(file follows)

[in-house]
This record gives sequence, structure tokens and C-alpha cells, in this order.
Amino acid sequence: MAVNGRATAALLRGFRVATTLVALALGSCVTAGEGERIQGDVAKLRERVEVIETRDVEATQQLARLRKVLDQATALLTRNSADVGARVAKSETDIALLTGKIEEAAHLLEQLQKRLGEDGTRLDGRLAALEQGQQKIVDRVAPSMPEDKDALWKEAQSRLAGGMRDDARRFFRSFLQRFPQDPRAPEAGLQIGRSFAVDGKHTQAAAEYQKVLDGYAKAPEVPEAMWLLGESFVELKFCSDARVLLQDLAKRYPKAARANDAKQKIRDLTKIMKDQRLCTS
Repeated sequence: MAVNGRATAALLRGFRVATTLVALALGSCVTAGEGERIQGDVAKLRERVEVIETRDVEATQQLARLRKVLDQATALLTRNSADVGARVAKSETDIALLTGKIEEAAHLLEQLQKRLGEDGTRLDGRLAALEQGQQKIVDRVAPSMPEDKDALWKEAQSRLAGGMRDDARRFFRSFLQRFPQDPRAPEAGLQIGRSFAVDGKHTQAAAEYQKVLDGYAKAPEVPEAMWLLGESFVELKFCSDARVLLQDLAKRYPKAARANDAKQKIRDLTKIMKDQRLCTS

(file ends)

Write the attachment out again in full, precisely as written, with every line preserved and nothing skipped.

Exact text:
[in-house]
This record gives sequence, structure tokens and C-alpha cells, in this order.
Amino acid sequence: MAVNGRATAALLRGFRVATTLVALALGSCVTAGEGERIQGDVAKLRERVEVIETRDVEATQQLARLRKVLDQATALLTRNSADVGARVAKSETDIALLTGKIEEAAHLLEQLQKRLGEDGTRLDGRLAALEQGQQKIVDRVAPSMPEDKDALWKEAQSRLAGGMRDDARRFFRSFLQRFPQDPRAPEAGLQIGRSFAVDGKHTQAAAEYQKVLDGYAKAPEVPEAMWLLGESFVELKFCSDARVLLQDLAKRYPKAARANDAKQKIRDLTKIMKDQRLCTS
Repeated sequence: MAVNGRATAALLRGFRVATTLVALALGSCVTAGEGERIQGDVAKLRERVEVIETRDVEATQQLARLRKVLDQATALLTRNSADVGARVAKSETDIALLTGKIEEAAHLLEQLQKRLGEDGTRLDGRLAALEQGQQKIVDRVAPSMPEDKDALWKEAQSRLAGGMRDDARRFFRSFLQRFPQDPRAPEAGLQIGRSFAVDGKHTQAAAEYQKVLDGYAKAPEVPEAMWLLGESFVELKFCSDARVLLQDLAKRYPKAARANDAKQKIRDLTKIMKDQRLCTS